BEIRUT — Syria's main, Western-backed opposition said Monday it will not attend the U.N.-hosted peace talks in Geneva this week aimed at ending the country's civil war if Iran comes to the gathering.

Ahmad Ramadan, a senior member of the Syrian National Coalition, said the opposition is "suspending" its participation because Iran has forces in Syria and is "invading" the country.

The comments came hours after the United Nations invited Iran to attend an international meeting of foreign ministers in the Swiss city of Montreux ahead of the first direct peace talks between the warring Syrian sides.

The remarks also further decreased already low expectations of major breakthroughs at the conference, which was to bring for the first time ever representatives of Syria's government and its opponents face-to-face in an international setting.

Diplomats and political leaders have acknowledged that the prospects of bringing a halt to a conflict that has killed more than 130,000 people and touched off the worst humanitarian crisis in decades any time soon are slim at best.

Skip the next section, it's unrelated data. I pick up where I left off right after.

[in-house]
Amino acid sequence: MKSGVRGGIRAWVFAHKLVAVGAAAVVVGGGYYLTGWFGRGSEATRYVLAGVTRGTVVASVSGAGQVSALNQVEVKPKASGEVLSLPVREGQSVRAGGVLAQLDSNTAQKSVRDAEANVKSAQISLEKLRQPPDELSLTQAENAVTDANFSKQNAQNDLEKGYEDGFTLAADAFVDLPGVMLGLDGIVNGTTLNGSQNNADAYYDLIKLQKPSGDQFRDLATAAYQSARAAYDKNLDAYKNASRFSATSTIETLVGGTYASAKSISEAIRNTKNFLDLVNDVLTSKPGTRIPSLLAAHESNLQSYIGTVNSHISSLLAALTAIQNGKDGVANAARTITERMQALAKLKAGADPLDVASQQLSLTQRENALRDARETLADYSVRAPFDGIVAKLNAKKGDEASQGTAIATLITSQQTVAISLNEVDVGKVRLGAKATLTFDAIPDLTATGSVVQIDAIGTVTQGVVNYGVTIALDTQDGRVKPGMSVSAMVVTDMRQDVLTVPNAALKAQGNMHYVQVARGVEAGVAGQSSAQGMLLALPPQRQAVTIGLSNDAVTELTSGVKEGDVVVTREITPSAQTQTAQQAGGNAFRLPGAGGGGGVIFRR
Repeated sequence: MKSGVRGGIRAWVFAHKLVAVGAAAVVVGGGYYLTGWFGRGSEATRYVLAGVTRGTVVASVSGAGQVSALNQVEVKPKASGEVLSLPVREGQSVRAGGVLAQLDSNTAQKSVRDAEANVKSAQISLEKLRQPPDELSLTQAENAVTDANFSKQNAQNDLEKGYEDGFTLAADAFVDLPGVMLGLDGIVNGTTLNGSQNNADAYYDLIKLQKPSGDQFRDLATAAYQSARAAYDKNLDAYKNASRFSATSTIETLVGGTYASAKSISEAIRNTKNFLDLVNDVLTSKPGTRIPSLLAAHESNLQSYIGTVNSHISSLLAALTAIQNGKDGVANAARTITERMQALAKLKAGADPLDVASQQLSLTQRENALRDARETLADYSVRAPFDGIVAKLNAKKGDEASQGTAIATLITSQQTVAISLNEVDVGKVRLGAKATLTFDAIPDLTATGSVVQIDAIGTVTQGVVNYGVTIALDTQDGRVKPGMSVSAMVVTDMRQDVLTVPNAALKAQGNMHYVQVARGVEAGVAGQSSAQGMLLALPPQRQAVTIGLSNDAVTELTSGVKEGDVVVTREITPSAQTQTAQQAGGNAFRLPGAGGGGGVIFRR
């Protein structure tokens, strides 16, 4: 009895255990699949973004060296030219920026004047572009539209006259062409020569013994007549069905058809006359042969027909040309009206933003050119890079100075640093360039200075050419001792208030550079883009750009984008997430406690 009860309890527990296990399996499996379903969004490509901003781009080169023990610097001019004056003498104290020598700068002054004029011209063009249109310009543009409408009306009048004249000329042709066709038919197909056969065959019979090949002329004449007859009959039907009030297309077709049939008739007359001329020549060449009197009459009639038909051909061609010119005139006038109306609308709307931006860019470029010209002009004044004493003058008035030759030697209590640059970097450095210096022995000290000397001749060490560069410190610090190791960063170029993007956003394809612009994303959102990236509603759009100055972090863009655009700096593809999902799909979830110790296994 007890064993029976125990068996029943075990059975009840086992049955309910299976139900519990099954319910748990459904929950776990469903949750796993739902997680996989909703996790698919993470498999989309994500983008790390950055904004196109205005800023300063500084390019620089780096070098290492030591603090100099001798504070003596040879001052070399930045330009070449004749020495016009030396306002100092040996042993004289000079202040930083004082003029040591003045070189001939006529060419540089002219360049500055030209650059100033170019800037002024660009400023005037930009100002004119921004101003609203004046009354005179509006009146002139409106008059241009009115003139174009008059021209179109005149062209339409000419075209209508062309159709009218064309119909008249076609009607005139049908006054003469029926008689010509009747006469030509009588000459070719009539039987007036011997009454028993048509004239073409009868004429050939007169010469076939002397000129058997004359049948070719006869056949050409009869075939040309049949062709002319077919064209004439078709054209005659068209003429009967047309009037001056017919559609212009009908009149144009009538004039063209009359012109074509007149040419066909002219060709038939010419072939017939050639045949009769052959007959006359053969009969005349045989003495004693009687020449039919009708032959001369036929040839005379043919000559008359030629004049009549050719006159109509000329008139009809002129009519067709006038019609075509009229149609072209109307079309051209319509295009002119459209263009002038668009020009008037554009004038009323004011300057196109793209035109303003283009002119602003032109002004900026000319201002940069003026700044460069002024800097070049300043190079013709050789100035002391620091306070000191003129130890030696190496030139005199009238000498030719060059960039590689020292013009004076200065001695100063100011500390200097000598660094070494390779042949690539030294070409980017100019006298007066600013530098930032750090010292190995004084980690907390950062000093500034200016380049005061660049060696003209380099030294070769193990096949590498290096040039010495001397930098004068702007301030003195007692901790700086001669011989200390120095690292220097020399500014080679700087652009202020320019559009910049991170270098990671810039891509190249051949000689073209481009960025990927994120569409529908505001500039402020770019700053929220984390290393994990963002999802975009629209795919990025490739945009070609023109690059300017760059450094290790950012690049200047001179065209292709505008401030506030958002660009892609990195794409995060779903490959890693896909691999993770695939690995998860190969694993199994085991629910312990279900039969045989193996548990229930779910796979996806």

Ban said he had issued the invitation to Iran after "speaking at length in recent days" with Iranian Foreign Minister Javid Zarif, who had "pledged that Iran would play a positive and constructive role in Montreux."

The aim of the conference, dubbed Geneva 2, is to agree on a roadmap for Syria based on one adopted by the U.S., Russia and other major powers in June 2012. That plan includes the creation of a transitional government and eventual elections.

Iran is Syrian President Bashar Assad's strongest regional ally, extending him billions of dollars in credit since the crisis began in March 2011. The United States, Saudi Arabia and several countries in the Persian Gulf suspect Tehran is also shipping him weapons.

"We informed Ban Ki-Moon in the past that the Coalition will not attend Genva 2 if Iran was invited," Ramadan said by telephone from Istanbul. "We consider Iran a country that is invading Syria and sending militias, whether it's Revolutionary Guards or Hezbollah."

In 2012, the chief commander of Iran's powerful Revolutionary Guard, Gen. Mohammad Ali Jafari, said the unit had high-level advisers in Syria but denied it has fighters there. More recently, however, analysts say that Iranian troops and commanders have taken on a more direct role in the conflict.

Lebanon's Iran-backed Hezbollah fighters openly joined the war in Syria last year fighting along with Assad's forces.

It remained unclear how definitive the Syrian opposition pullout was and how far it would go to get Iran away from Geneva.

"If the situation does not change, the Coalition will not be" at the talks this week, Ramadan said.